Tag Archives: race

Between the World and Me by Ta-Nehisi Coates

Spiegel & Grau
July 14, 2015
Hardcover

In a profound work that pivots from the biggest questions about American history and ideals to the most intimate concerns of a father for his son, Ta-Nehisi Coates offers a powerful new framework for understanding our nation’s history and current crisis. Americans have built an empire on the idea of “race,” a falsehood that damages us all but falls most heavily on the bodies of black women and men—bodies exploited through slavery and segregation, and, today, threatened, locked up, and murdered out of all proportion. What is it like to inhabit a black body and find a way to live within it? And how can we all honestly reckon with this fraught history and free ourselves from its burden?

Between the World and Me is Ta-Nehisi Coates‘s attempt to answer these questions in a letter to his adolescent son. Coates shares with his son — and readers — the story of his awakening to the truth about his place in the world through a series of revelatory experiences, from Howard University to Civil War battlefields, from the South Side of Chicago to Paris, from his childhood home to the living rooms of mothers whose children’s lives were taken as American plunder. Beautifully woven from personal narrative, reimagined history, and fresh, emotionally charged reportage, Between the World and Me clearly illuminates the past, bracingly confronts our present, and offers a transcendent vision for a way forward.

Mixed Me! by Taye Diggs and Shane W. Evans

Feiwel & Friends
October 6, 2015
Hardcover

Mom and Dad say I’m a blend of dark and light:
“We mixed you perfectly, and got you just right.”

Mike has awesome hair. He has LOTS of energy! His parents love him. And Mike is a PERFECT blend of the two of them.

Still, Mike has to answer LOTS of questions about being mixed. And he does, with LOTS of energy and joy in this charming story about a day in the life of a mixed-race child.

White Girls by Hilton Als


Hardcover
McSweeney’s
November 12, 2013
White Girls, Hilton Als’s first book since The Women fourteen years ago, finds one of The New Yorker‘s boldest cultural critics deftly weaving together his brilliant analyses of literature, art, and music with fearless insights on race, gender, and history. The result is an extraordinary, complex portrait of “white girls,” as Als dubs them—an expansive but precise category that encompasses figures as diverse as Truman Capote and Louise Brooks, Malcolm X and Flannery O’Connor. In pieces that hairpin between critique and meditation, fiction and nonfiction, high culture and low, the theoretical and the deeply personal, Als presents a stunning portrait of a writer by way of his subjects, and an invaluable guide to the culture of our time.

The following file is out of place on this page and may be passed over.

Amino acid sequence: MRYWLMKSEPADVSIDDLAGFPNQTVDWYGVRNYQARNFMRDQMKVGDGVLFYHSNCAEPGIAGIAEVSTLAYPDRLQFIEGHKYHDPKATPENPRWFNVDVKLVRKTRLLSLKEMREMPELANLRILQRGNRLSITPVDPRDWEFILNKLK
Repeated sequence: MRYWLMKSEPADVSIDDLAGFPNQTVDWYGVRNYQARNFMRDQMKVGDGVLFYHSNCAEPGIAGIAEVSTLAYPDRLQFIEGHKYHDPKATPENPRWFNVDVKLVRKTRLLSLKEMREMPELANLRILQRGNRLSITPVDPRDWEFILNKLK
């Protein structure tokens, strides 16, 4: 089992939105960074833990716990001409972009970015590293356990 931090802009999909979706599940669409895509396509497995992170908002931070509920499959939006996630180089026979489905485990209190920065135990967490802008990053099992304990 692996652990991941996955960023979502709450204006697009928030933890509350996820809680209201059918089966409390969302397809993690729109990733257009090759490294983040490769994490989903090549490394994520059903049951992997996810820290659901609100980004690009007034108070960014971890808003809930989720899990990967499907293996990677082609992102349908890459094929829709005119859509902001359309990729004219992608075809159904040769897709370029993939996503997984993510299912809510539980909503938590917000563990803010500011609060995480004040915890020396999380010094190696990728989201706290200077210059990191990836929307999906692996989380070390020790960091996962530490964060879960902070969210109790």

Black Talk, Blue Thoughts, and Walking the Color Line: Dispatches from a Black Journalista by Erin Aubry Kaplan

Los Angeles has had a ringside seat during the long last century of racial struggle in America. The bouts have been over money and jobs and police brutality, over politics and poetry and rap and basketball. Minimizing blackness itself has been touted as the logical and ideal solution to the struggle, but in Black Talk, Blue Thoughts, and Walking the Color Line, Erin Aubry Kaplan begs to differ. With eloquence, wit, and high prose style she crafts a series of compelling arguments against black eclipse.

Here are thirty-three insightful and wide-ranging pieces of literary, cultural, political, and personal reporting on the contemporary black American experience. Drawn from the Los Angeles Times, LA Weekly, Salon.com, and elsewhere, this collection also features major new articles on President Barack Obama, black and Hispanic conflicts, and clinical depression. In each, Kaplan argues with meticulous observation, razor-sharp intelligence, and sparkling prose against the trend of black erasure, and for the expansion of horizons of the black American story.